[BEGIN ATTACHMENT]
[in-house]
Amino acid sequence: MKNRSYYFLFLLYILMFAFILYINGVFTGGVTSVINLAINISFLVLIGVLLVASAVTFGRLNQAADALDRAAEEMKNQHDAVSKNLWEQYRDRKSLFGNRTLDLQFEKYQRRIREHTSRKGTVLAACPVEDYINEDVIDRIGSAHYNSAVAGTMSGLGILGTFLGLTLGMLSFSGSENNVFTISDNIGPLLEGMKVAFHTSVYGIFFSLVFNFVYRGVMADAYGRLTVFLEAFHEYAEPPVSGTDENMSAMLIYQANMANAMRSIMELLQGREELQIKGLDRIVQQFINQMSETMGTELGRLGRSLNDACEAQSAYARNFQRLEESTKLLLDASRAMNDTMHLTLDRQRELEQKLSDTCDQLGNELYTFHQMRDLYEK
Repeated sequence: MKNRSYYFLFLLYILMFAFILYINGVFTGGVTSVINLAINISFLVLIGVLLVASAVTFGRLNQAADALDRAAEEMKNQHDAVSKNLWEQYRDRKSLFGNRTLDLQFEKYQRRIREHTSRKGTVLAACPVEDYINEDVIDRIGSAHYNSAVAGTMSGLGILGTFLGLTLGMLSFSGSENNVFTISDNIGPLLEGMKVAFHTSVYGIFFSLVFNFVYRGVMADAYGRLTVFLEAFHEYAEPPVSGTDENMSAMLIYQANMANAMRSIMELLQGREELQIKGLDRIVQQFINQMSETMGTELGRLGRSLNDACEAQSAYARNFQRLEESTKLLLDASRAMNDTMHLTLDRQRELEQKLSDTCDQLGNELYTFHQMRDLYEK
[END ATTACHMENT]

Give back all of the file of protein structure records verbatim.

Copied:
[in-house]
Amino acid sequence: MKNRSYYFLFLLYILMFAFILYINGVFTGGVTSVINLAINISFLVLIGVLLVASAVTFGRLNQAADALDRAAEEMKNQHDAVSKNLWEQYRDRKSLFGNRTLDLQFEKYQRRIREHTSRKGTVLAACPVEDYINEDVIDRIGSAHYNSAVAGTMSGLGILGTFLGLTLGMLSFSGSENNVFTISDNIGPLLEGMKVAFHTSVYGIFFSLVFNFVYRGVMADAYGRLTVFLEAFHEYAEPPVSGTDENMSAMLIYQANMANAMRSIMELLQGREELQIKGLDRIVQQFINQMSETMGTELGRLGRSLNDACEAQSAYARNFQRLEESTKLLLDASRAMNDTMHLTLDRQRELEQKLSDTCDQLGNELYTFHQMRDLYEK
Repeated sequence: MKNRSYYFLFLLYILMFAFILYINGVFTGGVTSVINLAINISFLVLIGVLLVASAVTFGRLNQAADALDRAAEEMKNQHDAVSKNLWEQYRDRKSLFGNRTLDLQFEKYQRRIREHTSRKGTVLAACPVEDYINEDVIDRIGSAHYNSAVAGTMSGLGILGTFLGLTLGMLSFSGSENNVFTISDNIGPLLEGMKVAFHTSVYGIFFSLVFNFVYRGVMADAYGRLTVFLEAFHEYAEPPVSGTDENMSAMLIYQANMANAMRSIMELLQGREELQIKGLDRIVQQFINQMSETMGTELGRLGRSLNDACEAQSAYARNFQRLEESTKLLLDASRAMNDTMHLTLDRQRELEQKLSDTCDQLGNELYTFHQMRDLYEK